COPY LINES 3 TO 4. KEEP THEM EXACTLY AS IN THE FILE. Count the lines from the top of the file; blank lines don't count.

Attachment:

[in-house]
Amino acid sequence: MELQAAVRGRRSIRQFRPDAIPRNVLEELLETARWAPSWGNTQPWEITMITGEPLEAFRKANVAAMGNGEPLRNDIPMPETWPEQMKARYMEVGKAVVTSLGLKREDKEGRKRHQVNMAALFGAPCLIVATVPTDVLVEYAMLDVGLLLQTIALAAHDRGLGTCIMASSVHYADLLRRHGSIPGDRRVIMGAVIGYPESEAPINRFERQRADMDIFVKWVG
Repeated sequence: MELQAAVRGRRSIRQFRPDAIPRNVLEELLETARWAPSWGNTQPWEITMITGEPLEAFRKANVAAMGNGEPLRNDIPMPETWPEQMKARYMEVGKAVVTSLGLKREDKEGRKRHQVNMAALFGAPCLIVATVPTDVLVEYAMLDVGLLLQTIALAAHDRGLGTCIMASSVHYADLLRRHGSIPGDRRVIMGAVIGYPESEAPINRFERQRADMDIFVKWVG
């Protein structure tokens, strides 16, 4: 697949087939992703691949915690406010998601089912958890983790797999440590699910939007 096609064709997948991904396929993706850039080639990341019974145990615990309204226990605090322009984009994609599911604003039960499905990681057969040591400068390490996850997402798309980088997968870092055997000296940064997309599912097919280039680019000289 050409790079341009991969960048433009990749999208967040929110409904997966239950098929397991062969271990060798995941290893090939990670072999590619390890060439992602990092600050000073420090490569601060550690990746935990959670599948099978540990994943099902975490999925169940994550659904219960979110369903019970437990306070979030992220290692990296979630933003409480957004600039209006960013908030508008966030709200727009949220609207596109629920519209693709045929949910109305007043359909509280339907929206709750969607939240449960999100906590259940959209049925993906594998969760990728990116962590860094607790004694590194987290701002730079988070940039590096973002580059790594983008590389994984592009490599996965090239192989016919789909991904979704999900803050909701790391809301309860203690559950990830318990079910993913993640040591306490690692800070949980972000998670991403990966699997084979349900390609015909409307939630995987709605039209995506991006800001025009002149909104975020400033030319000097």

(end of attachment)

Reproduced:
Repeated sequence: MELQAAVRGRRSIRQFRPDAIPRNVLEELLETARWAPSWGNTQPWEITMITGEPLEAFRKANVAAMGNGEPLRNDIPMPETWPEQMKARYMEVGKAVVTSLGLKREDKEGRKRHQVNMAALFGAPCLIVATVPTDVLVEYAMLDVGLLLQTIALAAHDRGLGTCIMASSVHYADLLRRHGSIPGDRRVIMGAVIGYPESEAPINRFERQRADMDIFVKWVG
């Protein structure tokens, strides 16, 4: 697949087939992703691949915690406010998601089912958890983790797999440590699910939007 096609064709997948991904396929993706850039080639990341019974145990615990309204226990605090322009984009994609599911604003039960499905990681057969040591400068390490996850997402798309980088997968870092055997000296940064997309599912097919280039680019000289 050409790079341009991969960048433009990749999208967040929110409904997966239950098929397991062969271990060798995941290893090939990670072999590619390890060439992602990092600050000073420090490569601060550690990746935990959670599948099978540990994943099902975490999925169940994550659904219960979110369903019970437990306070979030992220290692990296979630933003409480957004600039209006960013908030508008966030709200727009949220609207596109629920519209693709045929949910109305007043359909509280339907929206709750969607939240449960999100906590259940959209049925993906594998969760990728990116962590860094607790004694590194987290701002730079988070940039590096973002580059790594983008590389994984592009490599996965090239192989016919789909991904979704999900803050909701790391809301309860203690559950990830318990079910993913993640040591306490690692800070949980972000998670991403990966699997084979349900390609015909409307939630995987709605039209995506991006800001025009002149909104975020400033030319000097």